If you think about it, the social stature of Integral thought is aligned with poets in certain ways. And I would suggest that we can learn a thing of two from the Romantic poets’ boldness of vision.

In a day when poets have ceded the role of “legislators of the world”, any sort of grand epic vision of reality, one might turn to philosophy. But there too the mainstream philosophers of our time seldom make bold grand syntheses which put themselves as arbiters of truth, even people with something to say of Truth itself (by the way, who writes with capital letters these days? where have the neo-Platonists gone?)

No, for grand, bold thinkers who are in a sense similar to the Romantic poets setting themselves forth as “legislators of the world”, you have to turn to Integral thinkers and artists. I am one of them. And I would venture to say that my role within the pantheon of Integral folks mine is that of a more Romantic type than the Rationalistic type.

Continue reading “Integral Thinkers, Like Poets, Underacknowledged Visionaries”

Zendesk CEO: “The Best Thing A Company Can Do Is Embrace Its Mistakes.”

Mikkel Svane

Humility is good for business. What does a business built on the values of transparency and authenticity do when it outrages its customers? Zendesk CEO Mikkel Svane tells Fast Company that after the shock wore off, he learned valuable lessons:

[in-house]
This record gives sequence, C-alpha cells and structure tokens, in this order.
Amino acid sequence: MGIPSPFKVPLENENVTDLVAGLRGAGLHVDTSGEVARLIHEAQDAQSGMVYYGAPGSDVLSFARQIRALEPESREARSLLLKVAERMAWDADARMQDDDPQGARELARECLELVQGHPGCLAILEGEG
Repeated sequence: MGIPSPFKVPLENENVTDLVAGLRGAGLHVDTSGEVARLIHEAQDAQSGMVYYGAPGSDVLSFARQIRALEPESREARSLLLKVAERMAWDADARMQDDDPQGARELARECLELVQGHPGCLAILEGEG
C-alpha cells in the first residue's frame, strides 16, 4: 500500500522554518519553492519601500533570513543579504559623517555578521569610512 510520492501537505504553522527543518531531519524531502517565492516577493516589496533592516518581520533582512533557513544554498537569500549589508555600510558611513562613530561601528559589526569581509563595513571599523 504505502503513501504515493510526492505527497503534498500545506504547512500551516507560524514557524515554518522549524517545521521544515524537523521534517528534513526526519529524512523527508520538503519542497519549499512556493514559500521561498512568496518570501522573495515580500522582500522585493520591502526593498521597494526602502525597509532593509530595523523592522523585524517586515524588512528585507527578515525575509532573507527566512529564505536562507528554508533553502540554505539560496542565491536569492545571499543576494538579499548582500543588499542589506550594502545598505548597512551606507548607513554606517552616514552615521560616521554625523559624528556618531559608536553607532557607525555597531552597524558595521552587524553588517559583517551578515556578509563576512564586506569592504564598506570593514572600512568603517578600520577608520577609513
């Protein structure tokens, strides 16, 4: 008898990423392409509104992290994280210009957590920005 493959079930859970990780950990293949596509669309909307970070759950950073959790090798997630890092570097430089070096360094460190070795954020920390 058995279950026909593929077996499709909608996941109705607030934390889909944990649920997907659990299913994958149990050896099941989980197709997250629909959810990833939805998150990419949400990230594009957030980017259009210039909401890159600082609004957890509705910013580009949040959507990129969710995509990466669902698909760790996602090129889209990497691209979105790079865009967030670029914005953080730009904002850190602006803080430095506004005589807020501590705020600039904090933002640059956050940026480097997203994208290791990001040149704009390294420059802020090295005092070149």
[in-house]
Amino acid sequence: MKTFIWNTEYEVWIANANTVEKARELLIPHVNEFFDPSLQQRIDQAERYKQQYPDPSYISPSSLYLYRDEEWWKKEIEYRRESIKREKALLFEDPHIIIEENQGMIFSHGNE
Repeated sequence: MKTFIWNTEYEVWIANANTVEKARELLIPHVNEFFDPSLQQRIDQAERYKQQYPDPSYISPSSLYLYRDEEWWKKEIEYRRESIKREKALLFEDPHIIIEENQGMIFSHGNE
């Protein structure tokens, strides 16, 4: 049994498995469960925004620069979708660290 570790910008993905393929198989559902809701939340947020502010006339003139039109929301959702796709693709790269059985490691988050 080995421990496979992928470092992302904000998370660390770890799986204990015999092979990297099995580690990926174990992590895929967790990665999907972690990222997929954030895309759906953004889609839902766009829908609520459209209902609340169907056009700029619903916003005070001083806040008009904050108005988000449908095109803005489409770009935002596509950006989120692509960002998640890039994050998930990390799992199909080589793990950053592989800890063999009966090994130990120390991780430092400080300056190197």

Zendesk launched a series of new features and changed its cost structure last May and alerted its customers via its blog and email. The response was immediate outrage. Comments on the Zendesk blog ranged from, “An increase of 74%? Seriously??!!!” to, “This seems extortionate, we are facing a 100%+ increase, what are you playing at Zendesk.”

Svane tells Fast Company that in hindsight, he can see why they were upset. “The problem wasn’t as much in the pricing and plans, the problem was for the customers it was all too complicated and they lost confidence in us.” (Sound familiar?)

Admitting the emails Zendesk sent out to customers were full of “mumbo jumbo,” was for Svane the first step to fixing the problem. However, the company did not respond to individual complaints immediately and Svane even took heat for tweeting, “I hope all the new sexy Zendesk features don’t drown in today’s noise.”

He attributed the (brief) delay in addressing customer complaints to “a period of shock, like after an accident.” …

[H]e says, “Building a business, especially at this pace, you are making mistakes all the time. The best thing a company can do is embrace its mistakes.”

Flexibility and responsiveness are qualities of leadership that ought not to be taken for granted. How many times have companies fallen short and responded to hardship by digging in their heels or burying their head in the sand (remember BP and the Gulf Oil Crisis?)

An integral vision of business leadership is able to rely on a variety of factors in making sense of differences in leadership style between very different companies. An ability to embrace mistakes is dependent on the psychological capacity of its leaders to hold more expansive and integrative visions than traditional companies.